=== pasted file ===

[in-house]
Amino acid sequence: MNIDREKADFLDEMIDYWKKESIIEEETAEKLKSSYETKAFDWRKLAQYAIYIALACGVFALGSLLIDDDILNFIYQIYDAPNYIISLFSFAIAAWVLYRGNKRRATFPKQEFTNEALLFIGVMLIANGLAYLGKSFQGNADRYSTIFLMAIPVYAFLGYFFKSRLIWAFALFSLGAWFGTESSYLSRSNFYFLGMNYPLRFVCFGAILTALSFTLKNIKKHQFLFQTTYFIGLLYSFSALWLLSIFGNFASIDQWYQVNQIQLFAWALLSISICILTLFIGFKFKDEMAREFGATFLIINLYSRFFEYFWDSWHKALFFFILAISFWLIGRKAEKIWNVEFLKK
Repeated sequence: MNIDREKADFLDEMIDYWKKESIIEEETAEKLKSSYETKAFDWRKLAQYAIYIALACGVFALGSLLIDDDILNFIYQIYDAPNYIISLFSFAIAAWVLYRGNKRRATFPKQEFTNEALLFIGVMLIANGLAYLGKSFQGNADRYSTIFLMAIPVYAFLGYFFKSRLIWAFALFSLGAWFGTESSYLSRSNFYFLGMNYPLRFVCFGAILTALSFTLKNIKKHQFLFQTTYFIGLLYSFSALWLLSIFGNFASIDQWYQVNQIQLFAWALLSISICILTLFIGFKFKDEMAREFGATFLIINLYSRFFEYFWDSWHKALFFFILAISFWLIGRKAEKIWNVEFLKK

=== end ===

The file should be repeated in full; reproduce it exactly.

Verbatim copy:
[in-house]
Amino acid sequence: MNIDREKADFLDEMIDYWKKESIIEEETAEKLKSSYETKAFDWRKLAQYAIYIALACGVFALGSLLIDDDILNFIYQIYDAPNYIISLFSFAIAAWVLYRGNKRRATFPKQEFTNEALLFIGVMLIANGLAYLGKSFQGNADRYSTIFLMAIPVYAFLGYFFKSRLIWAFALFSLGAWFGTESSYLSRSNFYFLGMNYPLRFVCFGAILTALSFTLKNIKKHQFLFQTTYFIGLLYSFSALWLLSIFGNFASIDQWYQVNQIQLFAWALLSISICILTLFIGFKFKDEMAREFGATFLIINLYSRFFEYFWDSWHKALFFFILAISFWLIGRKAEKIWNVEFLKK
Repeated sequence: MNIDREKADFLDEMIDYWKKESIIEEETAEKLKSSYETKAFDWRKLAQYAIYIALACGVFALGSLLIDDDILNFIYQIYDAPNYIISLFSFAIAAWVLYRGNKRRATFPKQEFTNEALLFIGVMLIANGLAYLGKSFQGNADRYSTIFLMAIPVYAFLGYFFKSRLIWAFALFSLGAWFGTESSYLSRSNFYFLGMNYPLRFVCFGAILTALSFTLKNIKKHQFLFQTTYFIGLLYSFSALWLLSIFGNFASIDQWYQVNQIQLFAWALLSISICILTLFIGFKFKDEMAREFGATFLIINLYSRFFEYFWDSWHKALFFFILAISFWLIGRKAEKIWNVEFLKK